Criticism of Mormonism/Books/Mormonism: Shadow or Reality

Table of Contents

Response to Mormonism: Shadow or Reality

A FairMormon Analysis of: 'Mormonism: Shadow or Reality?', a work by author: Jerald and Sandra Tanner

Response to claims made in Mormonism: Shadow or Reality by Jerald and Sandra Tanner

Jump to Subtopic:


Index of claims

Summary: Responses to specific critical or unsupported claims made in Mormonism: Shadow or Reality indexed by page number.


About this work

The point is, we're trying to be accurate. We want to be straightforward, we want to have the research we put out be reliable so that people can go look it up for themselves and see that in fact is what the case is. So we're upset when we see people stretching things on either side.
— Sandra Tanner, taped interview by Scott Faulring, 10 February 1982, in Faulring, "An Oral History of Modern Microfilm Company," Special Collections Library, Brigham Young University, 297.

Reviews of this work

Matthew Roper, "Review of Jerald and Sandra Tanner, Mormonism: Shadow or Reality?"

Matthew Roper,  Review of Books on the Book of Mormon, (1992)
The first edition of Mormonism: Shadow or Reality? was published by the Tanners in 1963 under the title, Mormonism: A Study of Mormon History and Doctrine.2 Since that time the Tanners' magnum opus has been published in no less than five editions, the most recent being in 1987.3 In 1980, in an attempt to facilitate wider distribution of their work, they published a condensed version through Moody Press.4 Since their debut as vocal anti-Mormons in the early 1960s, the Tanners have produced and distributed numerous other works attacking various aspects of Mormon history, scripture, and doctrine.5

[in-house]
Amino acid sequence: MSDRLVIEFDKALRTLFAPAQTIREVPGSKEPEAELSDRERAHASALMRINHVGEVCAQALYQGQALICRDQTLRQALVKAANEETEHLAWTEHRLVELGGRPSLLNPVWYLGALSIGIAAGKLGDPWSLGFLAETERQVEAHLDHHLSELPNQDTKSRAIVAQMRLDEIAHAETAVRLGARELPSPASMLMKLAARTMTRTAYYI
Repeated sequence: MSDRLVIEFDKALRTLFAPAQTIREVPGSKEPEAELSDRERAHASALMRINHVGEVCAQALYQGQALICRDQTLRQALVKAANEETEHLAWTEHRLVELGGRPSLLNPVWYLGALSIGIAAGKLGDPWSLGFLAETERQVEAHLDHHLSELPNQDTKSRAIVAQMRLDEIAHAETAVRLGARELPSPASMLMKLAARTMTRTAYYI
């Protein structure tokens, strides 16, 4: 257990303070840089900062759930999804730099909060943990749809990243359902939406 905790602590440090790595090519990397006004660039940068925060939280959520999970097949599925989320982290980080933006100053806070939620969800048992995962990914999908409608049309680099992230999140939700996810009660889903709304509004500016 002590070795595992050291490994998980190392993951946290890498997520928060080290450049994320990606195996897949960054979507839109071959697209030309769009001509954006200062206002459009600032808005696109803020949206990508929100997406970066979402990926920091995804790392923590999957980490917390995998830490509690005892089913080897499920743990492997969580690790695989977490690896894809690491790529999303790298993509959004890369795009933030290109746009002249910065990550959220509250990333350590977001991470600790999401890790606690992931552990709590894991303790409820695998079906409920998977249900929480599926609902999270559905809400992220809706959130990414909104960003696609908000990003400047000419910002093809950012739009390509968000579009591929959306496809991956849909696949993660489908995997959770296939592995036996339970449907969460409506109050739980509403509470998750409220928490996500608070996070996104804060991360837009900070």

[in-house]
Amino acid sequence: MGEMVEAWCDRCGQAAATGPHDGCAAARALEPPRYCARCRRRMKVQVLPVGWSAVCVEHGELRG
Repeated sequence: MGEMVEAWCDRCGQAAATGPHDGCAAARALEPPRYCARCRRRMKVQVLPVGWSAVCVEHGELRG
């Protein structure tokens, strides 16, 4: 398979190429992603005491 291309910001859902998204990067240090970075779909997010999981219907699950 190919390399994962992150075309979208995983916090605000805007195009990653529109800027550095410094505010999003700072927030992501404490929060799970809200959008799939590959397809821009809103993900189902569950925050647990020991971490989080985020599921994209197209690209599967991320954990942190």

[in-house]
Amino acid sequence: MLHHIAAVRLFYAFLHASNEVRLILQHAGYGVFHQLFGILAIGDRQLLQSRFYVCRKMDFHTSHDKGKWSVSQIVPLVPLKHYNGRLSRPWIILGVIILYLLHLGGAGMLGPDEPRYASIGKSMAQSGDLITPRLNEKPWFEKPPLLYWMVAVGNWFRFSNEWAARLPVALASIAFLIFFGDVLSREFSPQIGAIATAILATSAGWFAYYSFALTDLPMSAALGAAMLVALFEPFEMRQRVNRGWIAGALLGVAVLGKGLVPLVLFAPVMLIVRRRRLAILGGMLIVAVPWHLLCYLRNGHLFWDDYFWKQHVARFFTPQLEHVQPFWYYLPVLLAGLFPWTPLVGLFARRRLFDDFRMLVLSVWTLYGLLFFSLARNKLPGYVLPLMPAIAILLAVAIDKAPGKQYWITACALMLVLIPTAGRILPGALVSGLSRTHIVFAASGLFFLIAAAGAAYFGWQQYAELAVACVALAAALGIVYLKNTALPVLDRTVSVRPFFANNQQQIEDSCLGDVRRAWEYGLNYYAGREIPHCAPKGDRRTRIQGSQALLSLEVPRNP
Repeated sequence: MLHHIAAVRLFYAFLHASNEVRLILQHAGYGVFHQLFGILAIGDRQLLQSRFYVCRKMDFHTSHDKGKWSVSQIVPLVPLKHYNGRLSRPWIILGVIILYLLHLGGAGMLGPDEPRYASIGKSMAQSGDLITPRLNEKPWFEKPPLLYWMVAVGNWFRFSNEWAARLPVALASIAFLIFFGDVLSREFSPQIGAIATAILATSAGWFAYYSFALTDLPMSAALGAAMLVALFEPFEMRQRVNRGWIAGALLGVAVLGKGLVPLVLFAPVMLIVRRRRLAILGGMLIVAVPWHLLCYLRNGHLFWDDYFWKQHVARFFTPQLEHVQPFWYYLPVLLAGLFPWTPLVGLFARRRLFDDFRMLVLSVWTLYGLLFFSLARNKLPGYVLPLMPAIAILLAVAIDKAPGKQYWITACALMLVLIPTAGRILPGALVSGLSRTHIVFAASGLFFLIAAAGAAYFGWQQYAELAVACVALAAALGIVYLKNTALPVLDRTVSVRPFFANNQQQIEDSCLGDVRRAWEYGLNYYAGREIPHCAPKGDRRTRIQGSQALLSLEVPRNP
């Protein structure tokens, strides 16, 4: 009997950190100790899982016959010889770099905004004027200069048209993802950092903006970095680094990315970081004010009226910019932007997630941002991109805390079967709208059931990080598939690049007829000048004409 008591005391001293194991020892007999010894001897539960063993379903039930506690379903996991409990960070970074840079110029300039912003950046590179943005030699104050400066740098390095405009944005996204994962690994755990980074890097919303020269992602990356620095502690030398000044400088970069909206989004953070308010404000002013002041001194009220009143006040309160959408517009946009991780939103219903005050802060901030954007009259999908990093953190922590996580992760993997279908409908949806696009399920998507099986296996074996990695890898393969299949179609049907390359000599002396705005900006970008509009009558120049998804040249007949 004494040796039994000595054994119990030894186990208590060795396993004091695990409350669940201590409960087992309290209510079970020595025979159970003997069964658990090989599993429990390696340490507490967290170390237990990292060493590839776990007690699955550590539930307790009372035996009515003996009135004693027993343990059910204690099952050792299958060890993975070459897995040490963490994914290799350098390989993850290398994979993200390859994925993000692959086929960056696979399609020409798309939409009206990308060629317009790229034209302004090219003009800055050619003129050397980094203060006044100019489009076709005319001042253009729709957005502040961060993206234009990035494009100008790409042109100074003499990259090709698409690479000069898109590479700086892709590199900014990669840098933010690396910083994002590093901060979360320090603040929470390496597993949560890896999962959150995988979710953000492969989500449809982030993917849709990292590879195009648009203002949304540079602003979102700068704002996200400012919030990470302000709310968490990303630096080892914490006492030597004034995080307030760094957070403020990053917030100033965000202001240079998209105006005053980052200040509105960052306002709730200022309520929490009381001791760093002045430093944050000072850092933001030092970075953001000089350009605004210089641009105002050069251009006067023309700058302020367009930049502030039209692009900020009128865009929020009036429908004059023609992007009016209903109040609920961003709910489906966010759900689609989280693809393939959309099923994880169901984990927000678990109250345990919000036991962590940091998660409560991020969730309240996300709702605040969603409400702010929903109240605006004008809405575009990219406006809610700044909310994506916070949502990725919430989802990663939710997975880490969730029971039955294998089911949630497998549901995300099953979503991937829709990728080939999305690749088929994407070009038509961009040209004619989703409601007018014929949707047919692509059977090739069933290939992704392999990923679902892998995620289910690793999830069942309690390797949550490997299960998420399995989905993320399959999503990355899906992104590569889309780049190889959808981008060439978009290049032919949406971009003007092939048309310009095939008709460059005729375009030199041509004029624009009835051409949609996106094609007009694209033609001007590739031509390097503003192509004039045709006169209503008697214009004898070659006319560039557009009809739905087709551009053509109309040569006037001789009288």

There are several reasons why this book merits review. First, the Tanners are considered by their fellow critics to be among the foremost authorities on Mormonism and the Book of Mormon. Their arguments are central to most anti-Mormon attacks on the Book of Mormon today. One recent critic describes Mormonism: Shadow or Reality? as "the heavyweight of all books on Mormonism."6 Even some of the more sophisticated Book of Mormon critics will often repeat methodological errors exemplified in the Tanners' work. Second, since virtually none of the criticisms raised by the Tanners is new, their work supplies us with a useful reference point in showing how far Book of Mormon scholarship has come in the last thirty years. This review will focus only on the Tanners' criticisms of the Book of Mormon in chapters five and six of Mormonism: Shadow or Reality? (pp. 50-125). We will notice four general areas: criticisms of the Book of Mormon witnesses, nineteenth-century parallels with the Book of Mormon, alleged biblical influences, and criticisms related to archaeology.

Click here to view the complete article